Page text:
[Taxacom] why Martin Fikacek resign

Stephen Thorpe stephen_thorpe at yahoo.co.nz
Thu Oct 8 14:34:39 CDT 2015


It is very curious the way that Mike has handled this thread - almost as if he was trying to set a trap for me! First off, he fixates on a vague and tangential comment I made about the Code making neotype designations "difficult". He interrogates me as to exactly why I think it is "difficult". When I reply with a request for him to provide an example, he leaves out a crucial passage. I explicitly state that I am basing my judgement on his example as presented by him, and I point out that the neotype designation, as presented by him, is invalid. He then tries desperately to save himself with some sort of inane sophistry along the lines of "lost" means "can't find it", so stating that something is lost is equivalent to statting a reason why one thinks it is lost (i.e. "I can't find it"). Finally, he provides the crucial missing passage, and then claims victory over me! Very odd indeed ...

Stephen
 
--------------------------------------------
On Thu, 8/10/15, Michael A. Ivie <mivie at montana.edu> wrote:

 Subject: Re: [Taxacom] why Martin Fikacek resign
 To: "taxacom at mailman.nhm.ku.edu" <taxacom at mailman.nhm.ku.edu>
 Received: Thursday, 8 October, 2015, 2:27 PM
 
 B. and W. (2007) list the type of
 Bostrichus cephalotes Olivier to be in 
 the Museum National d’Histoire Naturelle, Paris, without
 comment, but it 
 had already been reported lost by the curator of that
 collection,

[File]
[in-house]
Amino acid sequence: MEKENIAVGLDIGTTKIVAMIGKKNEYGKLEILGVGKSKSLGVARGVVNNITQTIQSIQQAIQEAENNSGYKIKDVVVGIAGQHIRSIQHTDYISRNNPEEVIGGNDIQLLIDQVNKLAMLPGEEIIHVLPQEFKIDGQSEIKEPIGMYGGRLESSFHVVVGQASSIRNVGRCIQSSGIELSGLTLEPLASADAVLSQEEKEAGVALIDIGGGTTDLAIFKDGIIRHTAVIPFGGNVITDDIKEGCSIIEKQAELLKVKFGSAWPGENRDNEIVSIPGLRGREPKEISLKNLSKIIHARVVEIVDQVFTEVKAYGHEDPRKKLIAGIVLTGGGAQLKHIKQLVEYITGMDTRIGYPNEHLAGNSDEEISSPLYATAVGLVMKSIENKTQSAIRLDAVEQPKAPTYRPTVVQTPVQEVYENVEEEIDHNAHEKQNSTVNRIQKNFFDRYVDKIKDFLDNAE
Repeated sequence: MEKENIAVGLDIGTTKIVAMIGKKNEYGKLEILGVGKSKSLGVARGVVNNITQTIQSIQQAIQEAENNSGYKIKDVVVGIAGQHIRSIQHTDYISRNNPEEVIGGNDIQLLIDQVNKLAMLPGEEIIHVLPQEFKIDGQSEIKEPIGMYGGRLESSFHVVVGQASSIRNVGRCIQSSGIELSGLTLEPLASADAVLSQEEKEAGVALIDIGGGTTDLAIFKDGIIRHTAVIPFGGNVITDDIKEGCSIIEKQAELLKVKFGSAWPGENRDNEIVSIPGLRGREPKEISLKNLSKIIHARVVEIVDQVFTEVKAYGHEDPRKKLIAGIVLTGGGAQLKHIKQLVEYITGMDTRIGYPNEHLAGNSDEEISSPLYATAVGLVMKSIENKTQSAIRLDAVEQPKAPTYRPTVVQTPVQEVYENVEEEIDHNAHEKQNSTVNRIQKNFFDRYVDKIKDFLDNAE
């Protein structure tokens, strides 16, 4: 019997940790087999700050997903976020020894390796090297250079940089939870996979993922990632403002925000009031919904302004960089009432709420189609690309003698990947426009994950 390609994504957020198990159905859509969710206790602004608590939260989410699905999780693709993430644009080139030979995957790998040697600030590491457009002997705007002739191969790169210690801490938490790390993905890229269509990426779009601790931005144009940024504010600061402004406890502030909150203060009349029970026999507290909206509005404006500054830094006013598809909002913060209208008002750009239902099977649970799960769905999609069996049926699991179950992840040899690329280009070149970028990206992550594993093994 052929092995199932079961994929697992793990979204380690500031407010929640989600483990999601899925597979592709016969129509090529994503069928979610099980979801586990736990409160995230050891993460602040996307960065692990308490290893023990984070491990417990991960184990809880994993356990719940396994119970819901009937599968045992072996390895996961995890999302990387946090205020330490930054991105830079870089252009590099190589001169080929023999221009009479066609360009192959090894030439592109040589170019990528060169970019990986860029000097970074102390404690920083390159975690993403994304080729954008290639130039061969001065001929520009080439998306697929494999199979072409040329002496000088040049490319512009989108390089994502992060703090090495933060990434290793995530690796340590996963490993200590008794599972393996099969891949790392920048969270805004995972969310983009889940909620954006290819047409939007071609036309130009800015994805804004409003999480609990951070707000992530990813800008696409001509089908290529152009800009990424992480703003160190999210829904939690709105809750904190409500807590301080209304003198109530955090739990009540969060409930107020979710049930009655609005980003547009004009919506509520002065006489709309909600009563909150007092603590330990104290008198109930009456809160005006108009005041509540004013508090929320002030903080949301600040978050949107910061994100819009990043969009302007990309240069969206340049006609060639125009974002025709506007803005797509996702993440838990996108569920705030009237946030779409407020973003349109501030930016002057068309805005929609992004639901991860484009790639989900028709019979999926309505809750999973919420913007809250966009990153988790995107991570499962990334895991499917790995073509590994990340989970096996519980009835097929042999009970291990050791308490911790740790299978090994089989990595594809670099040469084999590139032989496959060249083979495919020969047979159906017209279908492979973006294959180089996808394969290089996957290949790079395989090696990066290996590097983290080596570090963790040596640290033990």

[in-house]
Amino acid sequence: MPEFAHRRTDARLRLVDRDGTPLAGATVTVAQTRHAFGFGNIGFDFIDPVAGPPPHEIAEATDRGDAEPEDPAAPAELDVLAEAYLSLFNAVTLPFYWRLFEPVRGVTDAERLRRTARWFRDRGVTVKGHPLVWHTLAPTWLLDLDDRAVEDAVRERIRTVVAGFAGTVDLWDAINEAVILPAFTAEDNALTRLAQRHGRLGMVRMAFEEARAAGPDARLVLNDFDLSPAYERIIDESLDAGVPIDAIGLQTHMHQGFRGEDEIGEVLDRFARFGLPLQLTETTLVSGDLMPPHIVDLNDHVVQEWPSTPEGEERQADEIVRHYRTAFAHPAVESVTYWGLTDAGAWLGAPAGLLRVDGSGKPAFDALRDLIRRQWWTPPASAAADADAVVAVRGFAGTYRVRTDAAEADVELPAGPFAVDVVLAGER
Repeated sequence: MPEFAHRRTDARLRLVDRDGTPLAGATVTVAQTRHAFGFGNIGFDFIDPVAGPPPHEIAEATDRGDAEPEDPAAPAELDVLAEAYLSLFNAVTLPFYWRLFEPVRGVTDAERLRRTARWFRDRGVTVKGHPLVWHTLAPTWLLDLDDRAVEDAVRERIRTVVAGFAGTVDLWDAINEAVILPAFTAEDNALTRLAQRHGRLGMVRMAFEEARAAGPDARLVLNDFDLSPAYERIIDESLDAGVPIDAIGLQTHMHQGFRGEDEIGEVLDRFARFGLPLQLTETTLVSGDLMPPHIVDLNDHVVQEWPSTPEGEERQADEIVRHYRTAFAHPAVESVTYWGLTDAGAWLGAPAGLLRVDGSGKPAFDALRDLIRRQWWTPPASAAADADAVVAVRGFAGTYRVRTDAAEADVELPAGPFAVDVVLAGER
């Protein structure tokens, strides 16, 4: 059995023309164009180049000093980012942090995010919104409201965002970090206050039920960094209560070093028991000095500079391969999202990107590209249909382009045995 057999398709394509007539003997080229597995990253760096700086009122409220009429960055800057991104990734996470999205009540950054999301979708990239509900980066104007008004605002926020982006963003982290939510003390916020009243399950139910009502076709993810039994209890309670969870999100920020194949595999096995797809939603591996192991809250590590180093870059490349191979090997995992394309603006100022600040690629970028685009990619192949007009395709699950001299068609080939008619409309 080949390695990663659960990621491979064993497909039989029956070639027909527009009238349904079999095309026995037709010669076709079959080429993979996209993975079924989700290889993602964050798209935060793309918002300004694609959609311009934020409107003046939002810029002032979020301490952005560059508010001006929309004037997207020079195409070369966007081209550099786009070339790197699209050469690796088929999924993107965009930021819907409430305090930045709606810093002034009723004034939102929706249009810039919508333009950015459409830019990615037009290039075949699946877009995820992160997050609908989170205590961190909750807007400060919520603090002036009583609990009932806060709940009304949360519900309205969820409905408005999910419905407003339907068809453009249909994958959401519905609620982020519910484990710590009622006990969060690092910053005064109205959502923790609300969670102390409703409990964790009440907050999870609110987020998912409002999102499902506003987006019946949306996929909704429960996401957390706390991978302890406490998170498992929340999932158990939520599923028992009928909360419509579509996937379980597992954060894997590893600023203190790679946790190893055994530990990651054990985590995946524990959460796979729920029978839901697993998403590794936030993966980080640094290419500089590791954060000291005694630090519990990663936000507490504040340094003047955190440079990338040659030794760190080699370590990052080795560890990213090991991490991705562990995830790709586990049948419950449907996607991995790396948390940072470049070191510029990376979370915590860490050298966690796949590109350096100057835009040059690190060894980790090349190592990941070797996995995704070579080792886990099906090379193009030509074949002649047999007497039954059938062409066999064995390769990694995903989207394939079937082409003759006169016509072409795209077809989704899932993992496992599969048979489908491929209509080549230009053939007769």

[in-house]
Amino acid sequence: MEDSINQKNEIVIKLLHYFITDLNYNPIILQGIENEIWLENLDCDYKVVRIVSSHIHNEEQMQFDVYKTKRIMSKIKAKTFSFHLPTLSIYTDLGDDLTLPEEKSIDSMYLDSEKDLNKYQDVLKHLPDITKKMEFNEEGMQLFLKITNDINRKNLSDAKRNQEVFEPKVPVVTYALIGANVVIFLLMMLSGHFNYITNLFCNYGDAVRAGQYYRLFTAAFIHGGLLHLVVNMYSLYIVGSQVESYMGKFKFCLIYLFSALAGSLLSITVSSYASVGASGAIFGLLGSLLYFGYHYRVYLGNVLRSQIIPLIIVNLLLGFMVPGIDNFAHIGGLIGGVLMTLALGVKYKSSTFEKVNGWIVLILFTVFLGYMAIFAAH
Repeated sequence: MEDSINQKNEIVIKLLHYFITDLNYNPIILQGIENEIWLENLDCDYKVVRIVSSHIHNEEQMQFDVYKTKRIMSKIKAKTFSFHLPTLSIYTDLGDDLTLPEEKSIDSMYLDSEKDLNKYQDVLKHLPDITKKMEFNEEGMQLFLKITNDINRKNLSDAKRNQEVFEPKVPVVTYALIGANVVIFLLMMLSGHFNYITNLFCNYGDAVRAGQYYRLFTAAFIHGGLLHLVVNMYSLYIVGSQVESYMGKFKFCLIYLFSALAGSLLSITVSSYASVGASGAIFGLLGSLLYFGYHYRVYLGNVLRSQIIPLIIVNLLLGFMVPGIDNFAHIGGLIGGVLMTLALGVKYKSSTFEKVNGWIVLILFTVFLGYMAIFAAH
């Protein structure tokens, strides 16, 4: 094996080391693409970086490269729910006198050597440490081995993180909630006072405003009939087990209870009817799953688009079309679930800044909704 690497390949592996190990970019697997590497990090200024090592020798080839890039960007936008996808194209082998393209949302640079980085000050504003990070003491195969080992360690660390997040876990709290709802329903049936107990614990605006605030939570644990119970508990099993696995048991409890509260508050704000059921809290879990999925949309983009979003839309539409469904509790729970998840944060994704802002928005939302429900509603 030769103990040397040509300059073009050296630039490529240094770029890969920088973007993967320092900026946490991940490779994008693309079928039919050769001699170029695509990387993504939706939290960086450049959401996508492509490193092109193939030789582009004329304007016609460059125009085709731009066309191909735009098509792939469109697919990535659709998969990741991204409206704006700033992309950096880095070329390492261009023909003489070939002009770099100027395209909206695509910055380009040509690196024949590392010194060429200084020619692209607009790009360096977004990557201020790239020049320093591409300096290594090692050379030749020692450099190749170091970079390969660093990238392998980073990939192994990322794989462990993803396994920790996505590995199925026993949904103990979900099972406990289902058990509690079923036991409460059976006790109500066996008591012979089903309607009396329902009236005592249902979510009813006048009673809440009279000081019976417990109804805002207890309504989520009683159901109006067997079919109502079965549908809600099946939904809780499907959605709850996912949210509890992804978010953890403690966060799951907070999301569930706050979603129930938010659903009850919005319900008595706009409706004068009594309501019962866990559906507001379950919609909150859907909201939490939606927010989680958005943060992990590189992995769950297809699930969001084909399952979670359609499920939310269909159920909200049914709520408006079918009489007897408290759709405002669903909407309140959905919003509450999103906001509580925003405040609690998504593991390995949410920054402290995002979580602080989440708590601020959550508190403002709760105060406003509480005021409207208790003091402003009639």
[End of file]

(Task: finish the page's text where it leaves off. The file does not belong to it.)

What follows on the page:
bostrichid specialist Pierre Lesne (Lesne 1905, 1909), and
 was not 
 reported to have been seen by any other researcher,
 including my failed 
 search for it on several visits to Paris. W. (in litt.)
 confirmed that 
 the actual type was not seen to be there, therefore, the B.
 and W. 
 (2007) reference is for where it should be, not where it
 actually 
 resides. The collection of the King of France was one of the
 collections 
 that formed the core of the Museum National d’Histoire
 Naturelle in 
 Paris, so there is nowhere else to expect it. Thus, the type
 of 
 Bostrichus cephalotes Olivier must be considered to be
 lost.
 
 On 10/7/2015 7:18 PM, Stephen Thorpe wrote:
 > Just judging by the excerpt you quoted (I haven't
 looked at the source publication), this neotype designation
 fails
 >
 > 75.3.4. the author's reasons for believing the
 name-bearing type specimen(s) (i.e. holotype, or lectotype,
 or all syntypes, or prior neotype) to be lost or destroyed,
 and the steps that had been taken to trace it or them;
 >
 > Stephen
 >
 > --------------------------------------------
 > On Thu, 8/10/15, Michael A. Ivie <mivie at montana.edu>
 wrote:
 >
 >   Subject: Re: [Taxacom] why Martin
 Fikacek resign
 >   To: "Stephen Thorpe" <stephen_thorpe at yahoo.co.nz>,
 "taxacom at mailman.nhm.ku.edu"
 <taxacom at mailman.nhm.ku.edu>
 >   Received: Thursday, 8 October, 2015,
 2:09 PM
 >
 >   Here is one such example
 >   as you asked.  It is really very
 simple
 >   boilerplate from the Code
 >
 >   "The fact that the type was made up
 of
 >   pieces of multiple species does
 >   not
 >   invalidate the name (Art. 17.1), and
 since the type is lost,
 >   and the
 >   name involved in taxonomic
 >   confusion, a neotype is required (Art.
 75).
 >   The specimen here designated neotype
 is a male